Written by Patty Babb, Team Navy outreach coordinator
Competition is underway for the three Coast Guard men and women competing on behalf of Team Navy at the 2015 Department of Defense Warrior Games. The team includes retired, Reserve and Active Duty service members – from across the country – who are seriously wounded, ill and injured.
Petty Officer 1st Class Jamie Byrd, a maritime enforcement specialist who was seriously injured during a defensive tactics training scenario in 2013, kicked off his first DoD Warrior Games experience with a bronze medal in the individual recurve archery competition. He is now preparing for this week’s shooting event, which will take place on June 25.
Retired Petty Officer 3rd Class Kristen Esget, a yeoman who was injured in an automobile accident in 2011,is also preparing to compete in the shooting event, and she will take part in the swimming event on June 27. This is her first DoD Warrior Games, as well.
Retired Lt. Sancho Johnson, who was injured in an automobile accident in 2009 that resulted in a spinal cord injury, is enjoying his fourth DoD Warrior Games experience, and, on June 21, he had a lot of fun at the cycling competition. He also took part in various field events, and while he hopes to bring home a medal, he is glad to simply compete.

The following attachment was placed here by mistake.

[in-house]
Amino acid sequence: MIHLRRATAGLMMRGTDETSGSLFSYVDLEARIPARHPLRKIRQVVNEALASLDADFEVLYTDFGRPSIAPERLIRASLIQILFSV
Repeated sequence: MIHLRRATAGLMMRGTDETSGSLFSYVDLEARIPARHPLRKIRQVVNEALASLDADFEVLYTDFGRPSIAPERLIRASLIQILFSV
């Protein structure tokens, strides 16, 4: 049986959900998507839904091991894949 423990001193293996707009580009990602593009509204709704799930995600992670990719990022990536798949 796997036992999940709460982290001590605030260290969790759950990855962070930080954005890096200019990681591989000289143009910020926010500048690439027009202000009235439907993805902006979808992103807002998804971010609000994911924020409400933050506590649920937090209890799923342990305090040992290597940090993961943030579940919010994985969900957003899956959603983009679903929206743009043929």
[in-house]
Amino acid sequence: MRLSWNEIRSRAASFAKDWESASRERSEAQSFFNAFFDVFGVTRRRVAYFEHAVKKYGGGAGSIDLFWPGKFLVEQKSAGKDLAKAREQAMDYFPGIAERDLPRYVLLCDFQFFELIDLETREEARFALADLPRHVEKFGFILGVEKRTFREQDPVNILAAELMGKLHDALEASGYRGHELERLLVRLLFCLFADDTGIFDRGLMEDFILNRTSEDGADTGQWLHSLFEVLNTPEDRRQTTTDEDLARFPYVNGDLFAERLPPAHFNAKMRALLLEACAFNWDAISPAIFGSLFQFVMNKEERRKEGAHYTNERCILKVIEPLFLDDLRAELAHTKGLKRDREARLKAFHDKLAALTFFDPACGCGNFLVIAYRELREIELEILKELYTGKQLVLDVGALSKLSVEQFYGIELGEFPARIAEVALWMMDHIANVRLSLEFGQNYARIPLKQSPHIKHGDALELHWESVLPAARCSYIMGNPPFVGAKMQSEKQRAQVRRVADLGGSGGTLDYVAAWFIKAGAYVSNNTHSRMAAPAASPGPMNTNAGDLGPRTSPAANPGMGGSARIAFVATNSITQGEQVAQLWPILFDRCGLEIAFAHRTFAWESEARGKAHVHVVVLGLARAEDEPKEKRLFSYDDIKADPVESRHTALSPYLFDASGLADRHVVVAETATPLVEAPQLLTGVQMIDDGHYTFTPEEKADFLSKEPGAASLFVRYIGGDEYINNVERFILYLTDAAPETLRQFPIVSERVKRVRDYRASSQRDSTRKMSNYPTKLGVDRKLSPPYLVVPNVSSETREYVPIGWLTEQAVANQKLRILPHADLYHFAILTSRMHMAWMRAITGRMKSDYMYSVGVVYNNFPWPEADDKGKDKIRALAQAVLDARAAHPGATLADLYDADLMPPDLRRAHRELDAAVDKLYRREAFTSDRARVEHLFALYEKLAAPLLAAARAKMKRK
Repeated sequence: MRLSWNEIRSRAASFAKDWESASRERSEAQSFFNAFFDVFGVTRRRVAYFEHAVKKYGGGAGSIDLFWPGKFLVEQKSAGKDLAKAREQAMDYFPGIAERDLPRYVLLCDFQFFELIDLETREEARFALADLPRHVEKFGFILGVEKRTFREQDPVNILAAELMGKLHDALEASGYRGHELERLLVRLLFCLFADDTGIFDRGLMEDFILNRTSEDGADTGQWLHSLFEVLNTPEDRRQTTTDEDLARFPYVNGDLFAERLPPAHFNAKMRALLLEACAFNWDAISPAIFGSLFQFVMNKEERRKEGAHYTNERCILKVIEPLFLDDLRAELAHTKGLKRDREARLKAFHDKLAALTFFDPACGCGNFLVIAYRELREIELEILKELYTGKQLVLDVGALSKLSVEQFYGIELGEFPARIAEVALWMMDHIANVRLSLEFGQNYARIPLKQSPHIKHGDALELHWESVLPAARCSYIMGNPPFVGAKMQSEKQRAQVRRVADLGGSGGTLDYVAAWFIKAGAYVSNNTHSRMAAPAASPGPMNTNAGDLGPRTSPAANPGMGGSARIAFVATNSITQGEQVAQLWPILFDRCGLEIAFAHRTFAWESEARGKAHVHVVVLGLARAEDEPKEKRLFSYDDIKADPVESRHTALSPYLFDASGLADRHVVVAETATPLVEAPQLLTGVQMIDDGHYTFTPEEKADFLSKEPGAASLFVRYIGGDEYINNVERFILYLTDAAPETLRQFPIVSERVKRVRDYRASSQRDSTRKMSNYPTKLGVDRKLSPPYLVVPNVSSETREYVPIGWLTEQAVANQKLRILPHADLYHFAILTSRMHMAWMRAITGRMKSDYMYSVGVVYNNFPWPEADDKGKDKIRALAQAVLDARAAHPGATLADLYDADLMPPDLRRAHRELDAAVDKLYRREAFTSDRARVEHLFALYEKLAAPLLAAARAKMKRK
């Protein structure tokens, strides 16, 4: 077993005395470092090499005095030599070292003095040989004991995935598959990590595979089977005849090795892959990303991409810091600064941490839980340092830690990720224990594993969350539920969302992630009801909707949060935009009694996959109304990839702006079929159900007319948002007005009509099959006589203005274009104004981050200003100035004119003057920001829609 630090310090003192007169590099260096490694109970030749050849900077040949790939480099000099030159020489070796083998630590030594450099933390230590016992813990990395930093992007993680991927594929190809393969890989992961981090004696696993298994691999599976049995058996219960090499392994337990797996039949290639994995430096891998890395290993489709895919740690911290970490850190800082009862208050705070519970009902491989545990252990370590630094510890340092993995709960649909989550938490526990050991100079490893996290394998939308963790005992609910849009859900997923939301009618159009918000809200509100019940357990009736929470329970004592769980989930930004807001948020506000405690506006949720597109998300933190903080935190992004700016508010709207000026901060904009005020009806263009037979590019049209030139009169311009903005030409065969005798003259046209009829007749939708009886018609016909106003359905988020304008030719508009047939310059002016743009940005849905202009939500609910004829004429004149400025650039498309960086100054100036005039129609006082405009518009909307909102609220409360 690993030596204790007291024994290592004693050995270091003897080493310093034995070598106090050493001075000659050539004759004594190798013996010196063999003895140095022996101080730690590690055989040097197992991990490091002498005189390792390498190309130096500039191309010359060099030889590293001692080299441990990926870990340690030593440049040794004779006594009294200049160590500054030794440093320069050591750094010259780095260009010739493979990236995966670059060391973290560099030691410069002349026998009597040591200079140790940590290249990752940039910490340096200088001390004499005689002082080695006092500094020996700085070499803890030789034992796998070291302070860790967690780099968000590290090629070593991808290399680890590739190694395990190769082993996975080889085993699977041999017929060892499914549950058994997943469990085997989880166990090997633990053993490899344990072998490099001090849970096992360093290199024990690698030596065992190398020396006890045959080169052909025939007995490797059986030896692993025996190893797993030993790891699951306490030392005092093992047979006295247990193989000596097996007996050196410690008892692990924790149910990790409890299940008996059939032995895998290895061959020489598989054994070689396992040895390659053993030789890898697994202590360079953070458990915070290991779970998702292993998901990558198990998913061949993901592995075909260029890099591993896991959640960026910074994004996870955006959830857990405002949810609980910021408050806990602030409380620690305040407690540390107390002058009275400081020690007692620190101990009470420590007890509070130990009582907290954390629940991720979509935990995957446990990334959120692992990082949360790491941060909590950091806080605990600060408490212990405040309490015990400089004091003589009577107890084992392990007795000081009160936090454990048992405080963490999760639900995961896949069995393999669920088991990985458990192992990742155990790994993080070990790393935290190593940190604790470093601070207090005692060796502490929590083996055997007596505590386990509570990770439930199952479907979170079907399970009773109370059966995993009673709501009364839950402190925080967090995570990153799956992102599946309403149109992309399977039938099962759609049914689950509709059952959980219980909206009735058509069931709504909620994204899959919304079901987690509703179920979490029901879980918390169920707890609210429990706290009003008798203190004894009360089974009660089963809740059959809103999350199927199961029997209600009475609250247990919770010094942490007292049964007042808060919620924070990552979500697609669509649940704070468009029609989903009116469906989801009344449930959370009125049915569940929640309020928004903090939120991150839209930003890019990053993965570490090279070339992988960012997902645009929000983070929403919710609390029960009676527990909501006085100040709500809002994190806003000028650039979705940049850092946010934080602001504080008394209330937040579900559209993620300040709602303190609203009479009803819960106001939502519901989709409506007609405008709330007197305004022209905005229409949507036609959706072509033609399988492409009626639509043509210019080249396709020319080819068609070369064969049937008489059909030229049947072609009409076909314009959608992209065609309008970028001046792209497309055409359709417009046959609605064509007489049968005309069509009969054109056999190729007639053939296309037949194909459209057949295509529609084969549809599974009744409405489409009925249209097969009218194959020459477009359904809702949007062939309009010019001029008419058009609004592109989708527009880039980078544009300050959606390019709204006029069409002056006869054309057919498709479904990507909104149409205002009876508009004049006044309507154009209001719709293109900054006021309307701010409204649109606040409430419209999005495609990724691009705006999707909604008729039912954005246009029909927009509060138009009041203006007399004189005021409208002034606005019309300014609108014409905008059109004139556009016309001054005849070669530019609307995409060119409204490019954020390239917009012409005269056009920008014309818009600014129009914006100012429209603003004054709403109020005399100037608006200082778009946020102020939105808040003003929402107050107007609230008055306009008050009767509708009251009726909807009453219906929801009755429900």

Johnson reflected on his first DoD Warrior Games in 2010, and noted that he wasn’t yet strong enough to use a manual wheelchair at that time. During his very first seated shot put competition, his first throw landed at his feet.
“Everybody was cheering and clapping, and I was like, ‘That didn’t go anywhere,’” he said. “I realized it wasn’t about how far I threw. It was the fact I was throwing.”
After that experience, Johnson began researching adaptive sports, and he started pushing himself around in his wheelchair and building strength. He, and his teammates, noticed many positive changes in his outlook and physical abilities. His recovery process has not always been smooth, but he considers himself blessed.
Johnson is now married to Shundra, and they have two children.
He says that, when he met his wife, she “looked past the [wheelchair] and just saw me.” He calls his children his “life” and his “future.”
Johnson admitted to feeling a little nervous for the field competition, but he said he just planned to enjoy the day and do his best.
“I will give it my all, and that’s all I can do,” he said. “And that’s great.”
“It is a privilege to represent the U.S. Coast Guard at the DoD Warrior Games while competing alongside great athletes from the other branches of service,” Johnson added.
To follow Johnson’s progress at the Warrior Games, follow Navy Wounded Warrior on Facebook, Twitter and Instagram. Learn more about Navy Wounded Warrior by visiting their website or by calling 855-NAVY WWP.